I know there are obviously some fairly major cultural issues going on here, but you’re describing an escalating pattern of selfish demands and bullying from your husband. You keep saying “okay, this is bearable, I’m adjusting, I don’t want to hurt his feelings ” and he keeps demanding more and more concessions from you, without any type of compromise from him. (Hey, what about spending time with YOUR family?)
I mean, honestly. Your son is 2.5 years old. Just how “attached” is he supposed to be to these family members? How much “cultural appreciation” does he expect a child that young to absorb? Your husband’s unfair/unrealistic expectations are extending to his child, I think. He’s a toddler. His relationships with his extended family can not, should not take precedence over his bonding with his PARENTS, which is exactly what this proposal is doing. It is wrong. He is wrong.
But what should you DO about it? This isn’t super easy advice to give because frankly, I’m worried for you. I try not to make huge leaps in judgement based on a few paragraphs (and doubly so when English is not the letter writer’s first language). But even just your few paragraphs clearly lay out an escalation pattern of demands, control and isolation. It’s all his family, all the time, nothing else is as important, you give them respect and courtesy and now they’re literally demanding temporary custody of your CHILD. Who knows what they’ll ask for next.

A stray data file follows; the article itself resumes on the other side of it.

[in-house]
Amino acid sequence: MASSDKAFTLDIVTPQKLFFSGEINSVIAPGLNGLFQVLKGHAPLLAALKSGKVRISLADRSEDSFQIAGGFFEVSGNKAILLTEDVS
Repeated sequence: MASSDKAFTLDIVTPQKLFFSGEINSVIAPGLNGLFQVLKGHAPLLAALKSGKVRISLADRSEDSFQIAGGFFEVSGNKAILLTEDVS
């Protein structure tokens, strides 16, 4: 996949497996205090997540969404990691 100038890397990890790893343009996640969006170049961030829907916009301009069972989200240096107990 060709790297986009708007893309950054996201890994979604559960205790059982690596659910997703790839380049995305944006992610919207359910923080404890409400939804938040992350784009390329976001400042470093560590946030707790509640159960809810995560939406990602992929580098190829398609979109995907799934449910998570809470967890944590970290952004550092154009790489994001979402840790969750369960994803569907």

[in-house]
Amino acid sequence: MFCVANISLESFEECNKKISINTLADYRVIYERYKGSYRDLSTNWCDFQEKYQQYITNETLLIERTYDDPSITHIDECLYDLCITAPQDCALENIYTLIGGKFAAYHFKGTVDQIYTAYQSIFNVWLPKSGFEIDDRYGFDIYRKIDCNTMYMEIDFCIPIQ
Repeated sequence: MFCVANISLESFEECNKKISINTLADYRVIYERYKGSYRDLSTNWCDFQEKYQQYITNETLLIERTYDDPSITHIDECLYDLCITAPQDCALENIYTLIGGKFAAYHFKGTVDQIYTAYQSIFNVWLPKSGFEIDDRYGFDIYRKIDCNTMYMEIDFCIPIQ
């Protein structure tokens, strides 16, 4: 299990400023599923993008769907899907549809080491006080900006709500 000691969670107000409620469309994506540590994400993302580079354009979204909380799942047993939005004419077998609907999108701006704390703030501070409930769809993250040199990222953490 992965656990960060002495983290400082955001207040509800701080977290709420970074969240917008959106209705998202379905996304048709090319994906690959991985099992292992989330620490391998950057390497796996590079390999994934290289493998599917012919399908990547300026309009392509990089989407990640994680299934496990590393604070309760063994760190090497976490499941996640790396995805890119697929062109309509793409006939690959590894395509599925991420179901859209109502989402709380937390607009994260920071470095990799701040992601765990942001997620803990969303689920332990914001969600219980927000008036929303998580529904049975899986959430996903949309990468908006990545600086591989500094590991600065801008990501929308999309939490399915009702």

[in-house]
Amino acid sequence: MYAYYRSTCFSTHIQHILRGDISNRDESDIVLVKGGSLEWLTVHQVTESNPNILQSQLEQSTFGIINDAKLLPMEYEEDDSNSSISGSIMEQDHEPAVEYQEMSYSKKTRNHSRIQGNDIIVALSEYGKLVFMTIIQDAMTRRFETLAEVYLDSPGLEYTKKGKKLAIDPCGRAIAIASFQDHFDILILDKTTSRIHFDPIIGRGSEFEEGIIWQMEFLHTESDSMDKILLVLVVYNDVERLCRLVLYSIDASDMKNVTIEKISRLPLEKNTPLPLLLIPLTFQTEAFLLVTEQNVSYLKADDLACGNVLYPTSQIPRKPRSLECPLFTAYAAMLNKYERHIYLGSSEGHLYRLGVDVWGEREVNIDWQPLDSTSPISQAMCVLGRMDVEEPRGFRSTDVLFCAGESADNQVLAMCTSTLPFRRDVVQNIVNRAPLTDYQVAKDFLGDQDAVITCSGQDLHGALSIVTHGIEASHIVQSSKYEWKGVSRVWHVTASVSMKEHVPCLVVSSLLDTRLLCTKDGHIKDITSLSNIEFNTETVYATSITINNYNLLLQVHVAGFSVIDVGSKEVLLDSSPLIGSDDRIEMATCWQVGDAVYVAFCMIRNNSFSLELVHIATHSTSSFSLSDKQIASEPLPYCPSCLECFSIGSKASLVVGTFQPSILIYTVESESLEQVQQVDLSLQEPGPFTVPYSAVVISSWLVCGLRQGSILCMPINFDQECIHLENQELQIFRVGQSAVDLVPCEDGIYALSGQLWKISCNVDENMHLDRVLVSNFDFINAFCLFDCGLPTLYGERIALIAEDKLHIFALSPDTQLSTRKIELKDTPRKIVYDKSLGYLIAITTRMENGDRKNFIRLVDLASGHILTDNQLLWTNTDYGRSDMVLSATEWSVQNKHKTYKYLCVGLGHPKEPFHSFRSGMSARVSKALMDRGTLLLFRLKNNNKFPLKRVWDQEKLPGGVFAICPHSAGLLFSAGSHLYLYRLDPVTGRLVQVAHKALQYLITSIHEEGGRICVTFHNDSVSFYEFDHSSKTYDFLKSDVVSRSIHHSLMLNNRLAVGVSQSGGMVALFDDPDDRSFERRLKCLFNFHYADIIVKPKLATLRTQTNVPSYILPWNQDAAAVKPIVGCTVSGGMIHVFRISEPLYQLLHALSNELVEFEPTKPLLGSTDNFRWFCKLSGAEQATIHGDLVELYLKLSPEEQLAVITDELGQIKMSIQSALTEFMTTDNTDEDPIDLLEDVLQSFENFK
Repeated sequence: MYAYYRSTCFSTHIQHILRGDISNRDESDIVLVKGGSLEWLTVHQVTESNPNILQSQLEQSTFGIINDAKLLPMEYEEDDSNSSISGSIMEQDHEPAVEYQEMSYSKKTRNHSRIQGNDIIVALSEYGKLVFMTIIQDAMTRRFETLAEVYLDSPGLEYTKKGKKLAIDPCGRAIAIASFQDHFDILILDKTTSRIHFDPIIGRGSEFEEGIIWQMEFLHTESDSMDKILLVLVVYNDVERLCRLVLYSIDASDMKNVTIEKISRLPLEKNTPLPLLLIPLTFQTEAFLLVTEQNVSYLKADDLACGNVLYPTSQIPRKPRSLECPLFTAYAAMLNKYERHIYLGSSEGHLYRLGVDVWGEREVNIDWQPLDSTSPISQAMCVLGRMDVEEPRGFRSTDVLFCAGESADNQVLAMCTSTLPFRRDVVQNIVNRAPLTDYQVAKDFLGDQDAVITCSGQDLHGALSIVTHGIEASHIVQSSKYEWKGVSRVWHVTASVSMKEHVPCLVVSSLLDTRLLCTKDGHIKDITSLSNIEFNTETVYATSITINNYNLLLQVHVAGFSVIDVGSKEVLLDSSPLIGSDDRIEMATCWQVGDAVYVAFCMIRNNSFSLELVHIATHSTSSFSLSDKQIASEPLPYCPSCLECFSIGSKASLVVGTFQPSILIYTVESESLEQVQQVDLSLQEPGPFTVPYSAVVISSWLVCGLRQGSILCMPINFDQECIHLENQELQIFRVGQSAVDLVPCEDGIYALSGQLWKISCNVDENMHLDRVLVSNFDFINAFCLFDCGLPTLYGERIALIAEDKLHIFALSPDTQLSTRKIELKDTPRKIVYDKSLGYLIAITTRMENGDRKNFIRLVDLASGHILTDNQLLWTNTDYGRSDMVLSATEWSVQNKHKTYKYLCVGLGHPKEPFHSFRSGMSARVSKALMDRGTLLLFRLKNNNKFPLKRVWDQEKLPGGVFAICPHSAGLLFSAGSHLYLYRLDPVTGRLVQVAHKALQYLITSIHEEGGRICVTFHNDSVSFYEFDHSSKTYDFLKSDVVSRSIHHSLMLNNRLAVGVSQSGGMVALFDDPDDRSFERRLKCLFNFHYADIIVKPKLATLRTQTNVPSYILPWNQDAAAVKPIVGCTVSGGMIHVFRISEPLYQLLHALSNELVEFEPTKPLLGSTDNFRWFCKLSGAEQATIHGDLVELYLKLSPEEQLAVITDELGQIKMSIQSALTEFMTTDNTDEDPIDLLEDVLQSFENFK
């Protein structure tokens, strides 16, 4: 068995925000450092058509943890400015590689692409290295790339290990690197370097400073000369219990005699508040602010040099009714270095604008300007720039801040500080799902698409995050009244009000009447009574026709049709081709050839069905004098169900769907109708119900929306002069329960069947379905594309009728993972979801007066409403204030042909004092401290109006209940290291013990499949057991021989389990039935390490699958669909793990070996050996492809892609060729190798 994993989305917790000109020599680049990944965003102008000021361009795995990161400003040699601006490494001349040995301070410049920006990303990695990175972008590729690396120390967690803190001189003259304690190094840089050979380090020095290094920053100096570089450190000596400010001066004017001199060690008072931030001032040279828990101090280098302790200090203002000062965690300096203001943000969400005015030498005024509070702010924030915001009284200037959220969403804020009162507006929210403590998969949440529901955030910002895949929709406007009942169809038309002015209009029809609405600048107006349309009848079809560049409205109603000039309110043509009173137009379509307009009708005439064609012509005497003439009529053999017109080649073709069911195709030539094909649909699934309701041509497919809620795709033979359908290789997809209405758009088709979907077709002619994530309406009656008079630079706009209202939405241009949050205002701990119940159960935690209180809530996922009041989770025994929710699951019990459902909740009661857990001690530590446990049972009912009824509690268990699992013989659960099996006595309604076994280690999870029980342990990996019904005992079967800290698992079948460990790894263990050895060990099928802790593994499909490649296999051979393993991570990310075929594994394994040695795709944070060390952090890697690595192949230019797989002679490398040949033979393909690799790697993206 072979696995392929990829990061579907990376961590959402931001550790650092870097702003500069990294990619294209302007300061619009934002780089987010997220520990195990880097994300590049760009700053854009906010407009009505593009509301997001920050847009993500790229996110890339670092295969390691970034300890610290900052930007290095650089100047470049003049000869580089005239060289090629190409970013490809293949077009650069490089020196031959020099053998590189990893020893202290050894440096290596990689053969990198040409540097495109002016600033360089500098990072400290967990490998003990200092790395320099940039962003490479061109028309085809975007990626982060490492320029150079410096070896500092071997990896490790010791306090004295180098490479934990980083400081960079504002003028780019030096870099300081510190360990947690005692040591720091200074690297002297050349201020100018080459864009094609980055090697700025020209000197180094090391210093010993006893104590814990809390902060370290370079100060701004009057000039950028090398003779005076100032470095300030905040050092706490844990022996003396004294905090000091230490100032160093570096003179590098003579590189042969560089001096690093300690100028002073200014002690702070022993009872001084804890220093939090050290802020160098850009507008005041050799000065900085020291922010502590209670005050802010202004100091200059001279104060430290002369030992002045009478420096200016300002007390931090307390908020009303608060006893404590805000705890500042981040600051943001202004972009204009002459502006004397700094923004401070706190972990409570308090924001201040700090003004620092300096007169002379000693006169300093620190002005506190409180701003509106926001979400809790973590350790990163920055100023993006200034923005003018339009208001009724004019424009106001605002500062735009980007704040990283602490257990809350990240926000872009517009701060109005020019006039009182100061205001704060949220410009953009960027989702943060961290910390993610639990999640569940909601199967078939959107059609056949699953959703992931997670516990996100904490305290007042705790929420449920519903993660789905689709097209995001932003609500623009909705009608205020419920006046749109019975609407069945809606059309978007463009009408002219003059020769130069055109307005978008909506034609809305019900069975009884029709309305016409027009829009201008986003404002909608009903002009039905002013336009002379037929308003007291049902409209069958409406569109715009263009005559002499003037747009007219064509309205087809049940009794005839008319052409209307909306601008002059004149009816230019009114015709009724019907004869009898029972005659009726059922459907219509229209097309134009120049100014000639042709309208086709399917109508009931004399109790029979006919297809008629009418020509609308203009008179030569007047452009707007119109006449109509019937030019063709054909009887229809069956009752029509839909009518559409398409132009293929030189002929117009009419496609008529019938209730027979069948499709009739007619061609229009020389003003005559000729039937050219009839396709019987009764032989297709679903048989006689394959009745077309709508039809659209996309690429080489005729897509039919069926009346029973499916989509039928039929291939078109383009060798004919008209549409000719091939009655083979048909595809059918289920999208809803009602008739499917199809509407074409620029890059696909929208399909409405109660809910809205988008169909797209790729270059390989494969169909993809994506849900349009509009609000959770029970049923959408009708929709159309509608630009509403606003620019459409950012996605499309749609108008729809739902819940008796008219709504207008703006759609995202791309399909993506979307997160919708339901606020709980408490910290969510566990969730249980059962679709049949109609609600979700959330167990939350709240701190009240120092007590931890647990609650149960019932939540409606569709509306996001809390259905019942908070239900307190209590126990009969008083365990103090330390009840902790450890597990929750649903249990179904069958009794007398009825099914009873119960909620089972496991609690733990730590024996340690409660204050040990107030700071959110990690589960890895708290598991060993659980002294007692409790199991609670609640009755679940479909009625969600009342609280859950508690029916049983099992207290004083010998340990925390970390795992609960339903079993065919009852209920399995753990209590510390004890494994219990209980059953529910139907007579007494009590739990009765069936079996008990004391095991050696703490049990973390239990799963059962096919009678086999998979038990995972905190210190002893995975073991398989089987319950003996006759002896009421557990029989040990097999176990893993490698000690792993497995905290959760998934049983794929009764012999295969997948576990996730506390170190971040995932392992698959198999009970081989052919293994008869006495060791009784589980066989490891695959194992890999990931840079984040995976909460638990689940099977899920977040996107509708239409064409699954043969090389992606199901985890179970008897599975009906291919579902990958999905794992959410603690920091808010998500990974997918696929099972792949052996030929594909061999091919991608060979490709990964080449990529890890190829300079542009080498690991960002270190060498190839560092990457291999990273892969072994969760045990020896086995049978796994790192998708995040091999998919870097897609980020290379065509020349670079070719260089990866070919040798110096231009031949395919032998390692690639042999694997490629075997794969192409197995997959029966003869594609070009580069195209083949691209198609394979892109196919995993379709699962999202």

So no, you will not send your child out of the country. You will not give him over to the care of your husband’s family. Where he goes, you go.
How you proceed depends on how your husband reacts when you put your foot down and tell him that particular discussion DONE. OVER. You will not hear another word about it. If he accepts, you two still sound in dire need of some couples’ counseling. He needs to step back and realize there’s “being close to my family and keeping them involved despite geographical challenges” and then there’s…what he’s doing. This demand was unreasonable, and possibly due to his own baggage surrounding having to move away and maybe some cultural guilt, but it’s not fair that he take that stuff out on you and your child. (Who I promise you, wouldn’t want to spend a year away from YOU, either!! How tremendously disorienting and scary for such a young child.) Get a therapist, a counselor, one for both of you, ideally.